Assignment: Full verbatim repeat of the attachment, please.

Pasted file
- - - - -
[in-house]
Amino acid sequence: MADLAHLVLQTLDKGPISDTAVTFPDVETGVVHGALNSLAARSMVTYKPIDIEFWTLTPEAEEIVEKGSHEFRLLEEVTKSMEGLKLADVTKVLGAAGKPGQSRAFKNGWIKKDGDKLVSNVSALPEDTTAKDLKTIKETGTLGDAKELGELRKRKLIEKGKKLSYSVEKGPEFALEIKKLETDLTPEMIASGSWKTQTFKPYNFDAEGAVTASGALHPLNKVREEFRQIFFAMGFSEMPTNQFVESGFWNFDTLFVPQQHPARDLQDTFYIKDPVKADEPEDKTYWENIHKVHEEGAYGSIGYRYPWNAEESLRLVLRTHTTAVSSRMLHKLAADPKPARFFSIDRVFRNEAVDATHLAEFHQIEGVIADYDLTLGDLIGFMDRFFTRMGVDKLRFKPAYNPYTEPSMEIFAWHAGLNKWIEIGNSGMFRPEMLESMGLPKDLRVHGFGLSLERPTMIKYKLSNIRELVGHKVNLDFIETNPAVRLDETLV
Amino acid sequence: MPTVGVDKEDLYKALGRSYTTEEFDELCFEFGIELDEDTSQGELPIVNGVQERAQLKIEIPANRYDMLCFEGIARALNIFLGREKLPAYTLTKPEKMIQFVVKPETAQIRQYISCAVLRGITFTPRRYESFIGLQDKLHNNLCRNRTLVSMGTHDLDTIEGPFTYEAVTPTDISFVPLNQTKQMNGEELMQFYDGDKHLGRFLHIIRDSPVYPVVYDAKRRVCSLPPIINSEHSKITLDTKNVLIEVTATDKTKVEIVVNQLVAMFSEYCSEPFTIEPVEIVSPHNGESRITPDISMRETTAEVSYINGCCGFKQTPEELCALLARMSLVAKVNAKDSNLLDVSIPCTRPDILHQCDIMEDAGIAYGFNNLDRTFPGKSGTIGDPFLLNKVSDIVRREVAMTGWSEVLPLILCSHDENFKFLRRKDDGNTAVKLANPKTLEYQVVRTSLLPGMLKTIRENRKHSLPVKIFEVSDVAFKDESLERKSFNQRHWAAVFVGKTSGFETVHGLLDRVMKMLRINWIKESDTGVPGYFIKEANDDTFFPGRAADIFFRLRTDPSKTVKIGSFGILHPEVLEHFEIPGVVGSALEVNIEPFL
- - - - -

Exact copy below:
[in-house]
Amino acid sequence: MADLAHLVLQTLDKGPISDTAVTFPDVETGVVHGALNSLAARSMVTYKPIDIEFWTLTPEAEEIVEKGSHEFRLLEEVTKSMEGLKLADVTKVLGAAGKPGQSRAFKNGWIKKDGDKLVSNVSALPEDTTAKDLKTIKETGTLGDAKELGELRKRKLIEKGKKLSYSVEKGPEFALEIKKLETDLTPEMIASGSWKTQTFKPYNFDAEGAVTASGALHPLNKVREEFRQIFFAMGFSEMPTNQFVESGFWNFDTLFVPQQHPARDLQDTFYIKDPVKADEPEDKTYWENIHKVHEEGAYGSIGYRYPWNAEESLRLVLRTHTTAVSSRMLHKLAADPKPARFFSIDRVFRNEAVDATHLAEFHQIEGVIADYDLTLGDLIGFMDRFFTRMGVDKLRFKPAYNPYTEPSMEIFAWHAGLNKWIEIGNSGMFRPEMLESMGLPKDLRVHGFGLSLERPTMIKYKLSNIRELVGHKVNLDFIETNPAVRLDETLV
Amino acid sequence: MPTVGVDKEDLYKALGRSYTTEEFDELCFEFGIELDEDTSQGELPIVNGVQERAQLKIEIPANRYDMLCFEGIARALNIFLGREKLPAYTLTKPEKMIQFVVKPETAQIRQYISCAVLRGITFTPRRYESFIGLQDKLHNNLCRNRTLVSMGTHDLDTIEGPFTYEAVTPTDISFVPLNQTKQMNGEELMQFYDGDKHLGRFLHIIRDSPVYPVVYDAKRRVCSLPPIINSEHSKITLDTKNVLIEVTATDKTKVEIVVNQLVAMFSEYCSEPFTIEPVEIVSPHNGESRITPDISMRETTAEVSYINGCCGFKQTPEELCALLARMSLVAKVNAKDSNLLDVSIPCTRPDILHQCDIMEDAGIAYGFNNLDRTFPGKSGTIGDPFLLNKVSDIVRREVAMTGWSEVLPLILCSHDENFKFLRRKDDGNTAVKLANPKTLEYQVVRTSLLPGMLKTIRENRKHSLPVKIFEVSDVAFKDESLERKSFNQRHWAAVFVGKTSGFETVHGLLDRVMKMLRINWIKESDTGVPGYFIKEANDDTFFPGRAADIFFRLRTDPSKTVKIGSFGILHPEVLEHFEIPGVVGSALEVNIEPFL